“Agency” course advocates for domestic peace

By Marisa Sobotka, Campus Reporter

Esther Bell
Columbia’s “Agency” course—including senior cinema art and science major Kyle Johannsen, senior advertising major  Penny Liu and senior design major Christina Buczek—created an ad campaign with the Center for Advancing Domestic Peace.

Advertising students worked with Chicago’s Center for Advancing Domestic Peace to create a series of local advertisements set to be released this spring on domestic abuse.

Columbia’s “Agency” course, which provides students experience with real clients, has worked with the center for the past three semesters to create radio advertisements, videos and posters, according to Laurence Minsky co-professor of the class and associate professor in the Communication & Media Innovation Department.

The current class is expanding its work to include designing educational brochures and the organization’s website, Minsky said.

The Center for Advancing Domestic Peace is a nonprofit organization that aims to “provide comprehensive, culturally responsive, direct service programs focused on rehabilitating” domestic abuse perpetrators, according to co-Executive Director and co-Founder of the center Christine Call.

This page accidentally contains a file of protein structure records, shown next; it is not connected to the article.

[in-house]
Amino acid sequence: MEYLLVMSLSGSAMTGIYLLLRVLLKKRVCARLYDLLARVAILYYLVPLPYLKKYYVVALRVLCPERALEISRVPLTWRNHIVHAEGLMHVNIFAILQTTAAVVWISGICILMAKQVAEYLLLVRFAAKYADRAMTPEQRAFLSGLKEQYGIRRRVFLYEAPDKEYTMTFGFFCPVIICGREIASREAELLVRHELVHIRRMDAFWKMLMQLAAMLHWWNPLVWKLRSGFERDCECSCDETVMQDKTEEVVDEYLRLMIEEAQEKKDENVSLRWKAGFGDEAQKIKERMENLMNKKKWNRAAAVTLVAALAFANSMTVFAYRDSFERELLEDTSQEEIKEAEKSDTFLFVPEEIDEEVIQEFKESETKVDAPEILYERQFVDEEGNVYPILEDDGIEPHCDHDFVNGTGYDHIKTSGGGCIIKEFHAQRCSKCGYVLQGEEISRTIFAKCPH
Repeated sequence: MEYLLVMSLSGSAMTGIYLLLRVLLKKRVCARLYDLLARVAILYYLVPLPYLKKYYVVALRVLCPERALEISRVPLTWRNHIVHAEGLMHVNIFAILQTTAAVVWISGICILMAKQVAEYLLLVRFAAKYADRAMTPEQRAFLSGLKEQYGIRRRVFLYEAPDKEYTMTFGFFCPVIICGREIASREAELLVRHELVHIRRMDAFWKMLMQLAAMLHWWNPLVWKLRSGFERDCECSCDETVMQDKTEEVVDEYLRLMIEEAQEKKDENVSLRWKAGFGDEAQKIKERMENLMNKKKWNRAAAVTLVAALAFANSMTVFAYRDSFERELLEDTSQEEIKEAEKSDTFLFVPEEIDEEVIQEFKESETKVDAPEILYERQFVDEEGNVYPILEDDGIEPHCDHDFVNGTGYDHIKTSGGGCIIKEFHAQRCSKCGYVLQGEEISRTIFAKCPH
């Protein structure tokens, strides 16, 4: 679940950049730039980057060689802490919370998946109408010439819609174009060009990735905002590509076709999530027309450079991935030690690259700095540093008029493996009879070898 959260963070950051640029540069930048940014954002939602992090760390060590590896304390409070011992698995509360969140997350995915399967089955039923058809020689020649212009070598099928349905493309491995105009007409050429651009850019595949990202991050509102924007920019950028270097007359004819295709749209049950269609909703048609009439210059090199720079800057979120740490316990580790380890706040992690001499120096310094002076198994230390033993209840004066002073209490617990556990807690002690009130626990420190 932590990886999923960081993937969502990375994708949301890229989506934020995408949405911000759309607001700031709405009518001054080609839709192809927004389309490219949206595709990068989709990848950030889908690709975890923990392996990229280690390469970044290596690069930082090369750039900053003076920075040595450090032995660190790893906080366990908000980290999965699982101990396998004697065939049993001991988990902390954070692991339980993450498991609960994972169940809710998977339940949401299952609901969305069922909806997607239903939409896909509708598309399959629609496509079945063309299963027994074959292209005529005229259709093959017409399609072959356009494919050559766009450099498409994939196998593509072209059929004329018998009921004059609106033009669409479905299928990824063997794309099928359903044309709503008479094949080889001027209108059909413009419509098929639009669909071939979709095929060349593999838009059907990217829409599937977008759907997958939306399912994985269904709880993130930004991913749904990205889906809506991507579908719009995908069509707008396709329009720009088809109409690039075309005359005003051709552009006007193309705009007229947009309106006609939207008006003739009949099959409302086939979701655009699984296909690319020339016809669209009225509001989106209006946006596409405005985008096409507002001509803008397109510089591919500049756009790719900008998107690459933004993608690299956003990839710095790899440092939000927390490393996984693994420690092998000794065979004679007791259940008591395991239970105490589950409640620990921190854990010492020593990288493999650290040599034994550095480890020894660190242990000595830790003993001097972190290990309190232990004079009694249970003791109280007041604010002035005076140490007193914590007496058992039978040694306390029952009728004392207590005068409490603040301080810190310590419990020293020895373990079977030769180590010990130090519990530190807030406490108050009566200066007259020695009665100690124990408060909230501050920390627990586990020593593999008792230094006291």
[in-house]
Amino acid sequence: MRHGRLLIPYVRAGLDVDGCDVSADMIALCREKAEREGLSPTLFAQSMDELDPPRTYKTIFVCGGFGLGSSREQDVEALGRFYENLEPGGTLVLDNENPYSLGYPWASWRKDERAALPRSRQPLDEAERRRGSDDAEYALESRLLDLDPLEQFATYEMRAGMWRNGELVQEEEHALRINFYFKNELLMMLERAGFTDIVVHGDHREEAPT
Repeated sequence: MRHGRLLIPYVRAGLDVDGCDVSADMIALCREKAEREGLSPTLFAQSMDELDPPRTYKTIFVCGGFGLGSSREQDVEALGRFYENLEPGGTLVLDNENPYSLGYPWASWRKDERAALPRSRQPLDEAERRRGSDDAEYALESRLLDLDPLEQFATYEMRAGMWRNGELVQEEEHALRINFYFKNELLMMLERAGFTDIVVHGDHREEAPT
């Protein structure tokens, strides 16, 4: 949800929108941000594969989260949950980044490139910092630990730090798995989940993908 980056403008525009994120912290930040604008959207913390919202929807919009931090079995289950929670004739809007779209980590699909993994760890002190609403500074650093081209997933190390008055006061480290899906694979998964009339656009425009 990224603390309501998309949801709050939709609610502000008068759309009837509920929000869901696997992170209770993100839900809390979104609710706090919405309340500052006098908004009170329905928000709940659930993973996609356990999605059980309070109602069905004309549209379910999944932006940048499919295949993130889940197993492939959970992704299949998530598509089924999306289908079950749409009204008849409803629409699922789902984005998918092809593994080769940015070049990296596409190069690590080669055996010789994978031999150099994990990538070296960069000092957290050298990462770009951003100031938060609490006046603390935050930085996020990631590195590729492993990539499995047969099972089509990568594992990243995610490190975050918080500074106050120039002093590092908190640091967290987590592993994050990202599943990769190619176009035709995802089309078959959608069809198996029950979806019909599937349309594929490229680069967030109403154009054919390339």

“[Previously] there were very limited resources for men who had abused an intimate partner,” Call said.

According to Minsky, the advertisements are an “implied call to action.” One advertisement states “Stop the abuse before it happens again,” explaining that the center offers men and women classes on how to have healthy relationships, be successful and negotiate conflict safely.

The idea of  creating advertisements for an organization that starts at the source of abuse is what made senior advertising major Luisa Martinez want to work with the ad group assisting the center last semester.

Martinez said for many students, this was their first real client experience. The posters the class created will be hung in Chicago neighborhoods, local businesses and the Circuit Court of Cook County.

“We are targeting attorneys and people in courtrooms because they are the ones sent to the center when the court mandates anger management,” Martinez said.

Students have also collaborated with the center on radio ads that are currently broadcast on select stations. In December 2016, the ads were played on B96 and caused a listener to identify himself as an abuser and come to the center for help, according to Call.

“That was just awesome to hear, and it told us that what we are doing is really going in the right direction,” Call said.

Martinez said the advertisement’s designs were a team effort between the organization and the class. Call said the center supplied specific ideas but went back and forth with students.

“We had control over the language, and they were the designers in how those were put together to make an impact,” Call said.

The students have done a great job at demonstrating the availability of the center’s resources in the Chicago community, she added.

“The collaboration has been great because they have learned a lot of new things about an issue they may have not been aware of and we got to be the benefit of their awesome work,” Call said.